As recently as four years ago, Skiatook graduate Will Jones never expected to win a state basketball championship as a coach.
Jones’ coaching career appeared to be over after he moved into administrative roles. But in the summer of 2017 when Garber’s basketball coaching job opened, Jones filled that with himself due to the lateness of the vacancy, adding to his duties as the district superintendent. And he also committed to at least four years as coach to provide stability for the program that had frequent coaching turnover since winning its first state title in 2010.
On March 7, Jones coached Garber to a 53-51 double-overtime victory over Arapaho-Butler in the Class A boys state title game at Oklahoma City’s State Fair Arena.
“It’s a dream come true,” Jones said Tuesday. “It’s hard to believe it happened.
“My dream came true because I have really good players, and that’s what it’s all about.”
Jones coached Pawhuska to a state tournament berth in his first season there in 2002. After three years as Enid’s coach, he left in 2009 to become athletic director at Grove. Except for filling in as coach there in the 2010-11 season, he was out of coaching until 2017. Garber lost in the quarterfinals in 2019 — its first state berth in nine years.
TJ Bennett, a 5-foot-10 junior guard, was Garber’s most valuable player in this year’s tournament and another standout was 6-3 sophomore guard Taye Sullivan. Other starters were Sha Martin, Daegan Vandiver and Ty Chester.
Garber (26-4) entered the postseason ranked No. 4 in Class A. The Wolverines’ ranking might have been higher if they had not gone 0-3 in the Tournament of Champions at Mabee Center. The losses to 5A No. 1 Del City, 3A No. 1 Oklahoma City Millwood and 2A No. 10 Okemah were all very competitive. After the TofC, the Wolverines won their final 18 games — the closest of those going into the state tournament was nine points. All of the other winning margins were by at least 16 points.
“I truly believe if we had only one loss and had not played in the Tournament of Champions, that we don’t win the state tournament,” Jones said. “That tournament was so good for us. We were much better off for coming to that tournament.”
Jones is grateful the Class A tournament was completed five days before sports were shut down by COVID-19, which resulted in the postponement of the state tournaments in Classes 6A through 2A. He has several coaching friends, including Booker T. Washington’s Conley Phipps and Cashion’s John Hardaway, whose state tournament openers were postponed only a few hours before tipoff last Thursday.
“I feel so bad for them and their kids,” Jones said. “I know the OSSAA will try to everything it can to play the tournaments and I will support whatever their decision is. I know they will do what is best.
“I feel terrible for those teams and their seniors. I know after all the work they’ve put in, it’s got to be devastating, there is no closure for them. Even if they had lost, there at least would be closure. We have that closure.”
And a 2020 gold ball.
Some notable high school sports figures from the 1960s and ‘70s have died recently.
Harry Red Eagle, who coached Skiatook to its only football state title in 1974, died on Feb. 20. He was 76.
Red Eagle compiled a 67-40-1 record as Skiatook’s coach from 1969-78. He was an assistant on Jenks’ second state football championship team in 1982 and was Hale’s head coach in ‘83. He later was a superintendent at Hominy, Sperry and Skiatook.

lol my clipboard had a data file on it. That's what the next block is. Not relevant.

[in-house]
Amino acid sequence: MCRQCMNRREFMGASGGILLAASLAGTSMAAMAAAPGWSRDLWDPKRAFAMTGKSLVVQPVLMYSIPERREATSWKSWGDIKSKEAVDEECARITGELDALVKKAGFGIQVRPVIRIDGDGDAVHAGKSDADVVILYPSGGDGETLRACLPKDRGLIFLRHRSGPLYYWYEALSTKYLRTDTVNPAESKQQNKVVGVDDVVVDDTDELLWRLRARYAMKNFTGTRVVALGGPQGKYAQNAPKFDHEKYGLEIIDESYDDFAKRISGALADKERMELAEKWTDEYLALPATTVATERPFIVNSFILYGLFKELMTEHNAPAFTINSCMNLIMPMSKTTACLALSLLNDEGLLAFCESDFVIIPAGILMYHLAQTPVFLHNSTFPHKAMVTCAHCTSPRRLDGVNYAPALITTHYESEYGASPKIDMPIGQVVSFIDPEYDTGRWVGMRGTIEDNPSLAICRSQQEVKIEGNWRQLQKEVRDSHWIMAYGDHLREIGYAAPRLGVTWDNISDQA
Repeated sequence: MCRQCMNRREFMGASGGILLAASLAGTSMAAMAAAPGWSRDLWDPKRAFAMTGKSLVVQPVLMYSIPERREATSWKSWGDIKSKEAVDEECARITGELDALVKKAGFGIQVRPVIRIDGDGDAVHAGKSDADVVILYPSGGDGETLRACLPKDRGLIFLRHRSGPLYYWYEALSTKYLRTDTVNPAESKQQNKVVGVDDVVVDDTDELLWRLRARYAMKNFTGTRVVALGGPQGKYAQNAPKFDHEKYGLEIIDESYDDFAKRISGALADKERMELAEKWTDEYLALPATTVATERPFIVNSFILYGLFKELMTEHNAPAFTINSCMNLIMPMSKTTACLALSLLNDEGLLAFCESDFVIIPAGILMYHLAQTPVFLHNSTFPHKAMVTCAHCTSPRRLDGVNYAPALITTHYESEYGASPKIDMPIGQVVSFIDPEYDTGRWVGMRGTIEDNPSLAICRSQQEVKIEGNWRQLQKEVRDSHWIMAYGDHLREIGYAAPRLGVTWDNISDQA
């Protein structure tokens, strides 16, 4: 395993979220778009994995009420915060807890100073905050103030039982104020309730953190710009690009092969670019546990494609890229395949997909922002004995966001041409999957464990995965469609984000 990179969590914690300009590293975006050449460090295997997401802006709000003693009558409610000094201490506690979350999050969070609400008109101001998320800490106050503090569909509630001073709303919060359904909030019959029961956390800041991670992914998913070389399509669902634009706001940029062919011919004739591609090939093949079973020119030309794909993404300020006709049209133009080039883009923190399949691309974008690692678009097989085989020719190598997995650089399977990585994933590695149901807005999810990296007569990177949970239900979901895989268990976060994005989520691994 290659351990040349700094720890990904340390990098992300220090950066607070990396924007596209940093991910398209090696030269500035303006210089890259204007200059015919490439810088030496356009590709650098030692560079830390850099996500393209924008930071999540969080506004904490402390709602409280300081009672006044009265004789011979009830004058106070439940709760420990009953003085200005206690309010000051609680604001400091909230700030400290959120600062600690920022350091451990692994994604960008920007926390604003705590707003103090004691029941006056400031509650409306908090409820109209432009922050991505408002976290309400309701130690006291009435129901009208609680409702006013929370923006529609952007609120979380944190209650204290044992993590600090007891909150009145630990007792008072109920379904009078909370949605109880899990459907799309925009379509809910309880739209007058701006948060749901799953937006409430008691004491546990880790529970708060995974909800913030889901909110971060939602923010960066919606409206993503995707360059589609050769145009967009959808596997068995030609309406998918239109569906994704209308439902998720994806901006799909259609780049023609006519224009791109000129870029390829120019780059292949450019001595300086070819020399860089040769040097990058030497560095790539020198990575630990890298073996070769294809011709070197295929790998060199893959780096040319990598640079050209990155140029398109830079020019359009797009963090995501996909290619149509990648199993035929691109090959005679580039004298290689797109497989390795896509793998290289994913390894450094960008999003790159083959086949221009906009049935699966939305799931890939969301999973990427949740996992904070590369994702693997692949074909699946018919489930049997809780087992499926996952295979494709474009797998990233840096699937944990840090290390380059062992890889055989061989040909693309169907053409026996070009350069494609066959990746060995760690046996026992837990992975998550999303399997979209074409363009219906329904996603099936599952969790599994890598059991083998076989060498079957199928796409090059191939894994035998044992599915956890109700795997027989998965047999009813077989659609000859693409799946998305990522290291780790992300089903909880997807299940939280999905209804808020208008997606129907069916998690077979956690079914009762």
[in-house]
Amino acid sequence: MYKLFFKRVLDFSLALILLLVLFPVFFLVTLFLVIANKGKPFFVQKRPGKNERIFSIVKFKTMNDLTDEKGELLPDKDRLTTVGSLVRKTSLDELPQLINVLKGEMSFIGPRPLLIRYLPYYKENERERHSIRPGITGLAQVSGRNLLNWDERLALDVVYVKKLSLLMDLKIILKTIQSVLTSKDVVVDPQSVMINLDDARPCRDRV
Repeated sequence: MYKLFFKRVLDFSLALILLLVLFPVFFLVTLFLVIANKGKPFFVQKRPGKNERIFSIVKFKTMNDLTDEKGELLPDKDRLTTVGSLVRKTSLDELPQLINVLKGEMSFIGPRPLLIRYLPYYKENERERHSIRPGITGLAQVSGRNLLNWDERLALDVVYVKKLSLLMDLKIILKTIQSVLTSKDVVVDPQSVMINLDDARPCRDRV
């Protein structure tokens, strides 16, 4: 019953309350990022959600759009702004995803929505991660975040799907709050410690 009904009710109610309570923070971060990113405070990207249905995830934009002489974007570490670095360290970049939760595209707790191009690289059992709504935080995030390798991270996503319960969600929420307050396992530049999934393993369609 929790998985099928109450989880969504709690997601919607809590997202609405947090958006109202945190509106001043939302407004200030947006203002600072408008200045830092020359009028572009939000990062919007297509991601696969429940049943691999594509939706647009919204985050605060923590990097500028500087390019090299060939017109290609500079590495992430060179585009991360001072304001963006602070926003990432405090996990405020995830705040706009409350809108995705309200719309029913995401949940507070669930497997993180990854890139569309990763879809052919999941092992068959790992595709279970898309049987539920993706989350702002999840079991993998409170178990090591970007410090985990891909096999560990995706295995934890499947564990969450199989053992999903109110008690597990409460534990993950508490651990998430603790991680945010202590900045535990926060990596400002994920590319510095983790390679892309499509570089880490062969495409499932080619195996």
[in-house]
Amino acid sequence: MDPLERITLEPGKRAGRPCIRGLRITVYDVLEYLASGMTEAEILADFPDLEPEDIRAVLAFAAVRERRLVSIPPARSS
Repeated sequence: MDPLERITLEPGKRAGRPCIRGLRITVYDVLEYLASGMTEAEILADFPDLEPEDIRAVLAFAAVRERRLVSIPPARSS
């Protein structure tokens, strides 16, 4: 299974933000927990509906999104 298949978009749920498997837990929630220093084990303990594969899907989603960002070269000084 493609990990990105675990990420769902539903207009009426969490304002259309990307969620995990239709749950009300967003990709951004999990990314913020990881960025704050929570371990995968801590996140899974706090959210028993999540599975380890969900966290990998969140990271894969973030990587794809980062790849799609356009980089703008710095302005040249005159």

In 1960, Red Eagle was an All-State football player at Hominy as he rushed for 1,817 yards and 20 touchdowns to lead the Bucks to an 11-2 record and the state semifinals. He also was a standout cornerback/linebacker and averaged 44.1 yards as a punter. Hominy was 41-4-4 in his four varsity seasons as a player.
Sylvester Berry, an All-State quarterback for Booker T. Washington’s 1971 state title team, died March 3. He was 65.
Berry completed 49-of-78 passes for 867 yards and 10 TDs in BTW’s wishbone-style offense as the Hornets went 10-0-1 for their fourth state title in five years. In the ‘72 All-State Game, he threw a TD pass to Okmulgee’s Dewey McClain (who later played in the NFL) before 30,000 fans at Skelly Stadium.
In college, Berry was a starting cornerback at Tulsa and Oklahoma State before serving in the U.S. Air Force. He is the father of Sand Springs girls basketball coach Josh Berry.
Art Ruby, an All-State football player at Central, died March 11. He was 70. Ruby was the Tulsa Tribune’s lineman of the year in 1967 and went on to become a starting center for Northeastern State.
Ted Cox, who died March 11 at age 65, was a standout baseball player at Midwest City High School before being a Boston Red Sox first-round draft choice in 1973. Four years later, he set a major league record with hits in his first six at-bats for Boston. During five seasons in the majors, he also played for the Cleveland Indians, Seattle Mariners and Toronto Blue Jays.
Gatorade’s state boys basketball player of the year announcement, originally set for last week, has been postponed until March 24.
Bixby’ Zach Baird signed to play soccer at Oklahoma Wesleyan.
Tulsa-area basketball coaches who have not received All World/All-State nomination forms are encouraged to contact Barry Lewis (boys) at email@example.com or Mike Brown (girls) at firstname.lastname@example.org. Basketball coaches outside the Tulsa area who have not received World All-State forms are urged to contact Barry Lewis (boys) or Mike Brown (girls). Swimming and wrestling coaches also will soon by e-mailed or contacted about All World nominations.